Having participated in a field school in Germany with the University of Southern Denmark my passion of exploration didn’t stop there. The field school happened at the murky water of Schleswig fjord. Despite the really bad visibility we did a great job succeeding to map a submerged wooden construction in the depth of 4m depth. The site dated to the Viking age period and the initial theory was that it is a barrier part of Danevirke fortification. During the field school this predominant theory changed, when more structures were found in the area, making the barrier theory seem more like a port infrastructure. Despite the astonishing results and the hard conditions working in zero visibility I had the feeling that I would like to dive and work in a place that I can see more…
That’s why I’m here at the Mazotos shipwreck, a shipwreck from the 5th c BC carrying a cargo mostly of Chian amphorae. As I am fond of ancient ship construction, this was a big chance to participate in excavating a wreck that still has some wooden parts of the hull preserved on the seabed. The first finds of the shipwreck hull showed a hull joined by pegged mortise and tenons. The keel is partly preserved as well as part of the frames. The main objective of this field school is to dredge the site searching for more of the wooden hull parts to try to have a better understanding of the construction characteristics. What I’m impressed most is the technique of mortise and tenon construction used from the bronze age period (such as the famous wreck Ulu burun) till the classical period such as the Mazotos shipwreck shows, but more work on the site is required.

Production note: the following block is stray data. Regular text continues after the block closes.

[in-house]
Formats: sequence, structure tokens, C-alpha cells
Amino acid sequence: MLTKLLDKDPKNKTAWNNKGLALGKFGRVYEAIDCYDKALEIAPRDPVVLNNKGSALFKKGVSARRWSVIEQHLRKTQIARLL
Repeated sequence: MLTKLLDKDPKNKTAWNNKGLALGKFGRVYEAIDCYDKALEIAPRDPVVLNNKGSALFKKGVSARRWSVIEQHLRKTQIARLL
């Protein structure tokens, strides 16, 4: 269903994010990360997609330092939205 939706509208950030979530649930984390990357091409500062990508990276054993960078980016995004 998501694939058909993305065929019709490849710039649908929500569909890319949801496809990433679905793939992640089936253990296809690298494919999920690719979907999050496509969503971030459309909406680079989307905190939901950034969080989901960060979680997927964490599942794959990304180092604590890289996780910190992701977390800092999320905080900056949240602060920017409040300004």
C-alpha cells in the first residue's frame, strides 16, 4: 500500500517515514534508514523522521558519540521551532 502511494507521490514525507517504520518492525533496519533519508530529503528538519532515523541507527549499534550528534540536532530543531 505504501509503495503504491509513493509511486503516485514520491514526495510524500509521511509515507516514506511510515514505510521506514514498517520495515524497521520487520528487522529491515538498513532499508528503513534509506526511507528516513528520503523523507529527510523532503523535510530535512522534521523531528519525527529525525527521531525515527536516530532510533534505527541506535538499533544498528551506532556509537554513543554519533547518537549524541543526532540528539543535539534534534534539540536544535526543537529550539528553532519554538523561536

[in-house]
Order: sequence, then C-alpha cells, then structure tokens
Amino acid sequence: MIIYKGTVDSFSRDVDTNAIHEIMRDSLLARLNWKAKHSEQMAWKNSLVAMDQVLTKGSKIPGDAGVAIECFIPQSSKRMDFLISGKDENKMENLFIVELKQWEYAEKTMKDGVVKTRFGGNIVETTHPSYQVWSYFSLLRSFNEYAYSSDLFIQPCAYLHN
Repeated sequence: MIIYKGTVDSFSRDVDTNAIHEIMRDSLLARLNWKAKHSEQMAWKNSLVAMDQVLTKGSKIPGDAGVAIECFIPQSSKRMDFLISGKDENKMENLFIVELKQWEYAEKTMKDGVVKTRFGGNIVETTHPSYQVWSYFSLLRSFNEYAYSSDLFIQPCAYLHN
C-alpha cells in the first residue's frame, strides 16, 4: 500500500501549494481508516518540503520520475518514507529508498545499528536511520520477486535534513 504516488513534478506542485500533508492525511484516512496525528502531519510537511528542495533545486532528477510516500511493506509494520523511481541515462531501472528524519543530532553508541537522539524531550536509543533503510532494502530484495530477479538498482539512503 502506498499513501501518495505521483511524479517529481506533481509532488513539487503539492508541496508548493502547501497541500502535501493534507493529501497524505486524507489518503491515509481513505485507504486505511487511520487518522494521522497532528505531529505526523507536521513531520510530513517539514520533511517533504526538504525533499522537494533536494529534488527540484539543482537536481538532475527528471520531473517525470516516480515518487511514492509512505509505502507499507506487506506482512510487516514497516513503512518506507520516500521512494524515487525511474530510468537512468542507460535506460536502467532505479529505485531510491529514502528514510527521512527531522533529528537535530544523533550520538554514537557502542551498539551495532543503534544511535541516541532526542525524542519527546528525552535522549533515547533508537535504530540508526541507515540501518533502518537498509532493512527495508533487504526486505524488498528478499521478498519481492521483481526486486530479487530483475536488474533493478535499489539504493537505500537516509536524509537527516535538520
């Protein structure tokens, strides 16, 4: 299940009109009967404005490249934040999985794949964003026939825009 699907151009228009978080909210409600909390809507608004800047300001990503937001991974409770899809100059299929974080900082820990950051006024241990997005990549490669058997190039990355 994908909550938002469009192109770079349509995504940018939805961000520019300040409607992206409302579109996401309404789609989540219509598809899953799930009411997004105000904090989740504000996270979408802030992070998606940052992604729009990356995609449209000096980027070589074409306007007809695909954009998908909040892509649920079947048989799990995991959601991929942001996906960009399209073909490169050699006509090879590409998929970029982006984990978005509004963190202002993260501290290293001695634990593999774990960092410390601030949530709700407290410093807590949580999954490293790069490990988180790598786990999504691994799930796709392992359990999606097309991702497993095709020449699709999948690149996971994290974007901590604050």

Today was the second day of the field school, it was pretty hard to wake up at 5:30 in the morning and be on site at 6. The inflatable boat filled three times to transfer all the students and crew to the site. After yesterday’s taster dive, today was a day for hard work. Students divided in two teams giving a feel of friendly competition between the students. All the members of the field school were informed about their tasks and we started after we made sure that everybody understood what they needed to do. The team managed to do 7 dives with 3 or 4 divers per dive (each diver only did one dive today). The first pair of divers went to the water around 8 o’clock. The main objective was to move the blocks close to the new trench that is located on the bow where the wooden part of the ship was found on the last field school. The second team marked the trench at the bow and the middle of the ship. While some of them were cleaning the tags that are still attached on the artefacts. When the trench was determined with the ropes the third team took pictures and marked the control points.
Then was my turn to dive, way too hard to wear your dry suit when the air temperature is 35c. I went to the water carrying a hammer and two plastic tubes. My buddies were carrying plastic tubes and tools that would help us to hammer the tubes for the fixed points. Despite the nitrogen narcosis we managed to hammer 6 of these while the rest of the team focused on cleaning the tags on the pottery remains and collected tags that they found loose on the seabed. The objective of the next team was to finished our job and they put on the seabed the rest of the tubes. Subsequent dives then focused on photogrammetry.
The dives have finished for today but still we had a lot of things to do. We manage to drop a second air lift dredger that is way too long and heavy. Most of the preparation work on site is finished and the team is excited to excavate over the next days.
After the end of the morning sessions all the students got ready for the afternoon classes. Most of us were way too tired and I myself had a strong headache. The afternoon class was drawing up a site using trilateration and offset methods. Despite the fact I have been taught these methods in the past I was very happy to use them again as I have almost forgotten everything.
The day closed with very nice traditional Greek food at the best restaurant of Mazotos village. Everybody was very happy and full after the dinner.
Written by Christos Iliadis